Growth of necrotic tumors in the presence and absence of inhibitors.
Byrne HM., Chaplin MA.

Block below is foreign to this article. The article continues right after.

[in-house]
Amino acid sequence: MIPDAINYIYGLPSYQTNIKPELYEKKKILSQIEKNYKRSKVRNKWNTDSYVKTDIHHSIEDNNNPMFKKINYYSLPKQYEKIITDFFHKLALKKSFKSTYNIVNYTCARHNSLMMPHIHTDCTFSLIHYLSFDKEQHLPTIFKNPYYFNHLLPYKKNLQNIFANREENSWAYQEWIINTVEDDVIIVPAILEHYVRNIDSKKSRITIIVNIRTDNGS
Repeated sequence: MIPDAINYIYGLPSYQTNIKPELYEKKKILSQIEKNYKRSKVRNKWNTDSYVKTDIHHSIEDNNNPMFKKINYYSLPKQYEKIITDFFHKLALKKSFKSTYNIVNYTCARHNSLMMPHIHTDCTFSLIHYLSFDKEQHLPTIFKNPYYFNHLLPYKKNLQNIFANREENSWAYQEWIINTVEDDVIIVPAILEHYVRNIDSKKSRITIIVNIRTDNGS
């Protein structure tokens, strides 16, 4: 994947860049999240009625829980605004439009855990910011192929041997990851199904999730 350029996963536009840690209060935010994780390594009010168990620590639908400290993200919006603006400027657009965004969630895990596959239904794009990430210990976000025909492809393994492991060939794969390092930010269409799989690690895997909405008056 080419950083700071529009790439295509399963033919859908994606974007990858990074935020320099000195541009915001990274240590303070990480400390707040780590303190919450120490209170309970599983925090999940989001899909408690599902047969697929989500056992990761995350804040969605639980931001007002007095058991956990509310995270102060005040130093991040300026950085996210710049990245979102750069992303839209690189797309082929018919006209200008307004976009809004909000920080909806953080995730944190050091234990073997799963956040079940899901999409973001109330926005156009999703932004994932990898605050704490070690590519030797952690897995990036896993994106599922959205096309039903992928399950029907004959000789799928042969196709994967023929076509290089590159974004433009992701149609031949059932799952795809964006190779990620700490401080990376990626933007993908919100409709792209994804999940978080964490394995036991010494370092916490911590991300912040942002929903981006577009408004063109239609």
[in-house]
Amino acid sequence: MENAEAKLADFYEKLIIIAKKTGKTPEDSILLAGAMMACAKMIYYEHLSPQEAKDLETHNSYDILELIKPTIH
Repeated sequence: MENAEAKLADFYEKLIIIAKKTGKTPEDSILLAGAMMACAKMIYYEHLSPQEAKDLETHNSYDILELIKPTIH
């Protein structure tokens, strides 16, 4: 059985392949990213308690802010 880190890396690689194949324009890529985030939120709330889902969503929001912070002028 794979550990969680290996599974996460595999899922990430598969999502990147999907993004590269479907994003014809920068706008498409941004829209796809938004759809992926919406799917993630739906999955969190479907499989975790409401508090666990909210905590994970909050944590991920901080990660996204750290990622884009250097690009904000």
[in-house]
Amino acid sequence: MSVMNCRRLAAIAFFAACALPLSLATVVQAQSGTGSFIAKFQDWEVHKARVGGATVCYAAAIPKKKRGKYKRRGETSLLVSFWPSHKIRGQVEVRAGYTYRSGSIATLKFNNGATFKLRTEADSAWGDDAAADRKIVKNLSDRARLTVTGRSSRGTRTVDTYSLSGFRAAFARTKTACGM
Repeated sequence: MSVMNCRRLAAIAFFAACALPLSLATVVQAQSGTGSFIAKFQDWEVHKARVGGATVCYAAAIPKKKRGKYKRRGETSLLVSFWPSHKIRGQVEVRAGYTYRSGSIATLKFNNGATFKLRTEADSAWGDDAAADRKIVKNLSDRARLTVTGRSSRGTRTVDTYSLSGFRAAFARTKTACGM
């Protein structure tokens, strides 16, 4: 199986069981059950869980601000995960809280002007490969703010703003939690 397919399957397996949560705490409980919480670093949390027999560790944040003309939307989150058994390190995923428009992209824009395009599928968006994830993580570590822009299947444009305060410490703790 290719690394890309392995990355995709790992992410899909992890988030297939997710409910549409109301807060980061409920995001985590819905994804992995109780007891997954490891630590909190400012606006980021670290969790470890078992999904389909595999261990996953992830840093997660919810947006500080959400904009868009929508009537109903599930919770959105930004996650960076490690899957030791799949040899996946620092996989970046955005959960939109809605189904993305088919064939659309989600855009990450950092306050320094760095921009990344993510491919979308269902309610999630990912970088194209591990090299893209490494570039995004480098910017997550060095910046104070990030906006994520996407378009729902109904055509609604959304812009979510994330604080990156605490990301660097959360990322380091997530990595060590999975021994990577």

A mathematical model is presented for the growth of a multicellular spheroid that comprises a central core of necrotic cells surrounded by an outer annulus of proliferating cells. The model distinguishes two mechanisms for cell loss: apoptosis and necrosis. Cell loss due to apoptosis is defined to be programmed cell death, occurring, for example, when a cell exceeds its natural lifespan, whereas cell death due to necrosis is induced by changes in the cell's microenvironment, occurring, for example, in nutrient-depleted regions. Mathematically, the problem involves tracking two free boundaries, one for the outer tumor radius, the other for the inner necrotic radius. Numerical simulations of the model are presented in an inhibitor-free setting and an inhibitor-present setting for various parameter values. The effects of nutrients and inhibitors on the existence and stability of the time-independent solutions of the model are studied using a combination of numerical and asymptotic techniques.